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Fool Me Once, Page 21

Harlan Coben

  That was not the answer Maya had been expecting.

  "Could you elaborate?" she asked.

  "I was a math teacher. I taught all kinds of courses in statistics and probabilities. Bivariate data, linear regression, standard deviation, all that stuff. So I look at things as equations and formulas. That's how my mind works. The odds that two students from the same small, elite all-boys prep school die within months of each other are very slim. The odds that those two boys were in the same grade make the odds slimmer still. The odds that both played on the same soccer team, well, again, you can start to rule out coincidence." He almost smiled now, raising one finger in the air, lost as though back in the classroom. "But when you add the final factor into the equation, the possibility of coincidence is lowered to almost zero."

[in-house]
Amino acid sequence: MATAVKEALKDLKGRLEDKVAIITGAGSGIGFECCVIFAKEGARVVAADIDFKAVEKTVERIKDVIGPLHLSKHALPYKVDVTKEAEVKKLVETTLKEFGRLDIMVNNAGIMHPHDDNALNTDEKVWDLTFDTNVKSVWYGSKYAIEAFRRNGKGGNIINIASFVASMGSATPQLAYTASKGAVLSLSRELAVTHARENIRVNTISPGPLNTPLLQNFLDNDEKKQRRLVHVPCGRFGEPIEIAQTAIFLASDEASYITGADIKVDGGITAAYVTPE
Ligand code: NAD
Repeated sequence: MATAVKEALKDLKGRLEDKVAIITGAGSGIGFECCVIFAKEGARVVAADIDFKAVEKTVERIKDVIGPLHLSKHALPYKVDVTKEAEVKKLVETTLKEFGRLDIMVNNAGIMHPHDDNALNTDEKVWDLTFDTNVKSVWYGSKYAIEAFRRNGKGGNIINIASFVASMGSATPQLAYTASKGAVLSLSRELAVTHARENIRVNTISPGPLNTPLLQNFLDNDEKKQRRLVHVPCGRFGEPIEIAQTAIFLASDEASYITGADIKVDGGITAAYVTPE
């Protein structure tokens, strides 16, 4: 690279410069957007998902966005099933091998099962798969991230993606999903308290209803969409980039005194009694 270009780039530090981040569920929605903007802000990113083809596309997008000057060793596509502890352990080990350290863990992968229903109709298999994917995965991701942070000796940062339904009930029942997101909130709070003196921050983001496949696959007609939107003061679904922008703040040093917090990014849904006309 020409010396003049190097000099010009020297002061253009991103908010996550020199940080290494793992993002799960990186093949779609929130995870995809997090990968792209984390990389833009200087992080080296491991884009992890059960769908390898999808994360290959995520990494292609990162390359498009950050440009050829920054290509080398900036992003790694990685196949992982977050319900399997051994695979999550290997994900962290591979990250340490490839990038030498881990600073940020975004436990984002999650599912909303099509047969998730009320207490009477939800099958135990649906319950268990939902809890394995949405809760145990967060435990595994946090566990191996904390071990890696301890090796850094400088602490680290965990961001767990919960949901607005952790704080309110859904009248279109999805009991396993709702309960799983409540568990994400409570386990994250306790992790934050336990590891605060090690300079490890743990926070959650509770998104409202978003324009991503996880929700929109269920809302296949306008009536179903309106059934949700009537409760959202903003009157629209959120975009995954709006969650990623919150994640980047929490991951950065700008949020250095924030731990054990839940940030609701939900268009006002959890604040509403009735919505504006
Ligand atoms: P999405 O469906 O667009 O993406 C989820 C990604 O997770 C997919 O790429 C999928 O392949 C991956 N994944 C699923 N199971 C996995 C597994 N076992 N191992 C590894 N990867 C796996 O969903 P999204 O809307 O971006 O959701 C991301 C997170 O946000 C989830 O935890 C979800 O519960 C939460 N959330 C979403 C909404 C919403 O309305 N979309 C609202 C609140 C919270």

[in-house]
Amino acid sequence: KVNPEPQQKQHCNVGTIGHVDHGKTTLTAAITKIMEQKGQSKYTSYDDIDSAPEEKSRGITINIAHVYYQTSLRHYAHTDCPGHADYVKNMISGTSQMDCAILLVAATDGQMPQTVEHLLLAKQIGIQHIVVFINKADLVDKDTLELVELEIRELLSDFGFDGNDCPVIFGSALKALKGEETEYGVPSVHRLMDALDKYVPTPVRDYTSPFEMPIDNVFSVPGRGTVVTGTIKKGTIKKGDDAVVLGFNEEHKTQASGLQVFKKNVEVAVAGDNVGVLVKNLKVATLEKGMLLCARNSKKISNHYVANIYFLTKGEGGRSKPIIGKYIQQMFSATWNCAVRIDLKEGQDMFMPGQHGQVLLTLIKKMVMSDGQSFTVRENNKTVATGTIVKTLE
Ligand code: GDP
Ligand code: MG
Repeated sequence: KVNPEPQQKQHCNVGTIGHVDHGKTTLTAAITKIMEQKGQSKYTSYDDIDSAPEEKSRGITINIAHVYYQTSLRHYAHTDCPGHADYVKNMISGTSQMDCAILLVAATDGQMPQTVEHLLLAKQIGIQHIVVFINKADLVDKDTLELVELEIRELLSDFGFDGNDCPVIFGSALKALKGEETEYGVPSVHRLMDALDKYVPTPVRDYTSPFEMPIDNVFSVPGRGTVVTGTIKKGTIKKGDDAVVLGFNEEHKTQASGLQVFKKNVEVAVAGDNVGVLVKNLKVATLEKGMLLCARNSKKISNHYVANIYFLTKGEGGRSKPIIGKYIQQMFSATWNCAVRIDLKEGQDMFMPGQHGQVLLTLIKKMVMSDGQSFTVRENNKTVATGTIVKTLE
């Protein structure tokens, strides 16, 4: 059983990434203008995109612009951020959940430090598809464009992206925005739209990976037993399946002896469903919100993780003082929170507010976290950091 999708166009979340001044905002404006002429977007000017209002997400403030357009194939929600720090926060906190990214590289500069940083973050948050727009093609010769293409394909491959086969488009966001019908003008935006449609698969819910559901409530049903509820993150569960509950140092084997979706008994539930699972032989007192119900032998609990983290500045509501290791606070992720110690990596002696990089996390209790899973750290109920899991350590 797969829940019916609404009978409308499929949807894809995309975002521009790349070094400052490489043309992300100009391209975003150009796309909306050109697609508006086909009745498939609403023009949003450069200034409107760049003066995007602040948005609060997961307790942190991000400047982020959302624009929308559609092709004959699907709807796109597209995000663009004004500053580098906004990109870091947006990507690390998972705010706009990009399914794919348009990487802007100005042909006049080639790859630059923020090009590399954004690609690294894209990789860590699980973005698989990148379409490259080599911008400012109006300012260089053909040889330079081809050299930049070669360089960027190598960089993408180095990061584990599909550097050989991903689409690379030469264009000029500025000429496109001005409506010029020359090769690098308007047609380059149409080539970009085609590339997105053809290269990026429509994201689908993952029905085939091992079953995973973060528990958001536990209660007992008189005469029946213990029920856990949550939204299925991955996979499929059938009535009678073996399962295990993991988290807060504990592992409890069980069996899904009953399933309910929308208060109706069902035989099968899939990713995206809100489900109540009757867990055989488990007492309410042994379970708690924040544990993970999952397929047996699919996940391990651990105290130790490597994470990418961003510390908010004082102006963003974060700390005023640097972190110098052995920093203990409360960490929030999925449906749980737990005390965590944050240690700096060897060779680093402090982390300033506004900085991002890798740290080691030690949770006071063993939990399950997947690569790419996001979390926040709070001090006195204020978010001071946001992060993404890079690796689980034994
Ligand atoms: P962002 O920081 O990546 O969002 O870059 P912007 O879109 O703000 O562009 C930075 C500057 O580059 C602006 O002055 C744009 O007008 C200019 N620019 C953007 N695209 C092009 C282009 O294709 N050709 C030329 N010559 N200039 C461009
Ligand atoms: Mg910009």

"What final factor?" Maya asked.

  "Theo and Andrew were roommates."

  The room fell silent.

  "The odds that two seventeen-year-old roommates at a small prep school would both die young and not in some way be related . . . I confess that I don't believe in odds that long."

  In the distance Maya could hear a church-like bell sound. Doors began to open. Young boys began to laugh.

  "When Andrew Burkett drowned," Neville Lockwood continued, "an investigator came by. Someone from the Coast Guard who dealt with any sort of deaths at sea."

  "Was his name Tom Douglass?"

  "Could have been. I don't remember anymore. But he came to this very office. He sat right where you are now sitting. And he too wanted to know about the possibility of a connection."

  Maya swallowed. "You told him you saw one."


  "Could you tell me what it is?"

  "Theo's death was a tremendous shock to our community. How it happened was never reported in the papers. The family wanted it that way. But as much as we were all shocked by what happened, Andrew Burkett was Theo's best friend. He was devastated. I assume that you met Joe well after Andrew died, so you didn't know Andrew, did you?"


  "They were very different, the two brothers. Andrew was a far more sensitive boy. He was a sweet child. His coach used to say that was the quality that held Andrew back on the soccer pitch. He didn't have to be victorious in battle, like Joe. He lacked the aggression, that competitive edge, that killer instinct that you need in the trenches."

  Again, Maya thought, with the inane war metaphors to describe athletics.